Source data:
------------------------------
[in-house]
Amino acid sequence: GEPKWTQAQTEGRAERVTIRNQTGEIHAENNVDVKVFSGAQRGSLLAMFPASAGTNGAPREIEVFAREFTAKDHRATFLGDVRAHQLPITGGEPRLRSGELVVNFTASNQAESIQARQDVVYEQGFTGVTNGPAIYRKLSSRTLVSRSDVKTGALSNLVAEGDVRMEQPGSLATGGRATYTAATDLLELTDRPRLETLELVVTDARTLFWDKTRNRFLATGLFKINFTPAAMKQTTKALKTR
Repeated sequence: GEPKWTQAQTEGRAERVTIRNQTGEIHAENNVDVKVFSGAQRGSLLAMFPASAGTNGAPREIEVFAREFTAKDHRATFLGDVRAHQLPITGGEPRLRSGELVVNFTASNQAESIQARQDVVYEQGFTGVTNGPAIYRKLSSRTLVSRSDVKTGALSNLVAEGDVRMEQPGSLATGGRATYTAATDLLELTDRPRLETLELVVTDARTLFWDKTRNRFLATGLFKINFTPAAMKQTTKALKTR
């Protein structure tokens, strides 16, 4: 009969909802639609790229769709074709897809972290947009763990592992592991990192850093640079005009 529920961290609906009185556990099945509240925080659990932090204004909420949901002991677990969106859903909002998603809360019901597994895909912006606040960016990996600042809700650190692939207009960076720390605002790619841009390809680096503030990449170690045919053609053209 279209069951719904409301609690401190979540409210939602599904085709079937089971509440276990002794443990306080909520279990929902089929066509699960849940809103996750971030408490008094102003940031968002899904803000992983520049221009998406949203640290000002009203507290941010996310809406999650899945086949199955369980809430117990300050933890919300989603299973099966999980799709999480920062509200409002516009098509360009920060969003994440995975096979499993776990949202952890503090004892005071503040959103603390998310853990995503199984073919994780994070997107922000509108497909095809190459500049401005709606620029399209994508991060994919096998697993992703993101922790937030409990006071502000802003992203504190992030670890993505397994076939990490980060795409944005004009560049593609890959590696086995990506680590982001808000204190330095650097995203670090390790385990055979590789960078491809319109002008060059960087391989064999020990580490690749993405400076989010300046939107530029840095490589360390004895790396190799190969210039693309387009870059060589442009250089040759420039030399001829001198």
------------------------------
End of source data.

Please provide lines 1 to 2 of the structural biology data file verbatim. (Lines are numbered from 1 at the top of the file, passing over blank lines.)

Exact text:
[in-house]
Amino acid sequence: GEPKWTQAQTEGRAERVTIRNQTGEIHAENNVDVKVFSGAQRGSLLAMFPASAGTNGAPREIEVFAREFTAKDHRATFLGDVRAHQLPITGGEPRLRSGELVVNFTASNQAESIQARQDVVYEQGFTGVTNGPAIYRKLSSRTLVSRSDVKTGALSNLVAEGDVRMEQPGSLATGGRATYTAATDLLELTDRPRLETLELVVTDARTLFWDKTRNRFLATGLFKINFTPAAMKQTTKALKTR